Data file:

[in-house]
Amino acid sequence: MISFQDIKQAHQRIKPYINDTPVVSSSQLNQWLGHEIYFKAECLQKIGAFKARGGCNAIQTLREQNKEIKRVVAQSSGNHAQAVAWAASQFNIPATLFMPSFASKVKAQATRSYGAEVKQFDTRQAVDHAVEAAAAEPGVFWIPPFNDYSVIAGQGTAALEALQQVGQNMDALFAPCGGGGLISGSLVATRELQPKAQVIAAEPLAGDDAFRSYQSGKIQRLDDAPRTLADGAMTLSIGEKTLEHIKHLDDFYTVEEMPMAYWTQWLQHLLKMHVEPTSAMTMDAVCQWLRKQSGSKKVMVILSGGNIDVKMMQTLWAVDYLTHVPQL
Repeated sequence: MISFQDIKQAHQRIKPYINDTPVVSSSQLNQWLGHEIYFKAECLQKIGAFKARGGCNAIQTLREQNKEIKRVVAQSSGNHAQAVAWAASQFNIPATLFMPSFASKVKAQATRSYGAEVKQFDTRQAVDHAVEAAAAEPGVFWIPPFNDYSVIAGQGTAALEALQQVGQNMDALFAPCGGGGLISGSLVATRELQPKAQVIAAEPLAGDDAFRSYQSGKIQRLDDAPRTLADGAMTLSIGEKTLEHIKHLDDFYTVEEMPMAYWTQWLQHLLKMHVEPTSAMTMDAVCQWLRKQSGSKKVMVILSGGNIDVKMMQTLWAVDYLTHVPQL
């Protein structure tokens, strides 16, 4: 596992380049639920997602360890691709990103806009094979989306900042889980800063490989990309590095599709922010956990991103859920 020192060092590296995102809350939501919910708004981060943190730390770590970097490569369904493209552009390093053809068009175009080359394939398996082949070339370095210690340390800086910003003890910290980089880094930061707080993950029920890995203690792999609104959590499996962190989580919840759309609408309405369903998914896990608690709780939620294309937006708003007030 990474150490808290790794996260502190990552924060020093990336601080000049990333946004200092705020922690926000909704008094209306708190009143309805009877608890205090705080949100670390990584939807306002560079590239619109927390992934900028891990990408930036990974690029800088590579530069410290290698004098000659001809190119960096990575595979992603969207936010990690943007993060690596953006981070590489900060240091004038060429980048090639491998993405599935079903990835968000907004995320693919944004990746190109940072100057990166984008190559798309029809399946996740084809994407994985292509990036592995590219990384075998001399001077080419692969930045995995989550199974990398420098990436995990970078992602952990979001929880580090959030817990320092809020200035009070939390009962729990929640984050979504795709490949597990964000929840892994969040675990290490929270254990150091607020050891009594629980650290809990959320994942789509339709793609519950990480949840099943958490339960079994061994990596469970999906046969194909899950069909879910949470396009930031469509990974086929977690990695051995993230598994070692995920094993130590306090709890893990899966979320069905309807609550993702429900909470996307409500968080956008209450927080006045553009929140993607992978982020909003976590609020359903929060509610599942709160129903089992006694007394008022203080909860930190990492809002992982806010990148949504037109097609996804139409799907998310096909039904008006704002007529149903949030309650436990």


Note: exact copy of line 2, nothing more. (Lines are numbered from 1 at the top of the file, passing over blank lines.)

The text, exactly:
Amino acid sequence: MISFQDIKQAHQRIKPYINDTPVVSSSQLNQWLGHEIYFKAECLQKIGAFKARGGCNAIQTLREQNKEIKRVVAQSSGNHAQAVAWAASQFNIPATLFMPSFASKVKAQATRSYGAEVKQFDTRQAVDHAVEAAAAEPGVFWIPPFNDYSVIAGQGTAALEALQQVGQNMDALFAPCGGGGLISGSLVATRELQPKAQVIAAEPLAGDDAFRSYQSGKIQRLDDAPRTLADGAMTLSIGEKTLEHIKHLDDFYTVEEMPMAYWTQWLQHLLKMHVEPTSAMTMDAVCQWLRKQSGSKKVMVILSGGNIDVKMMQTLWAVDYLTHVPQL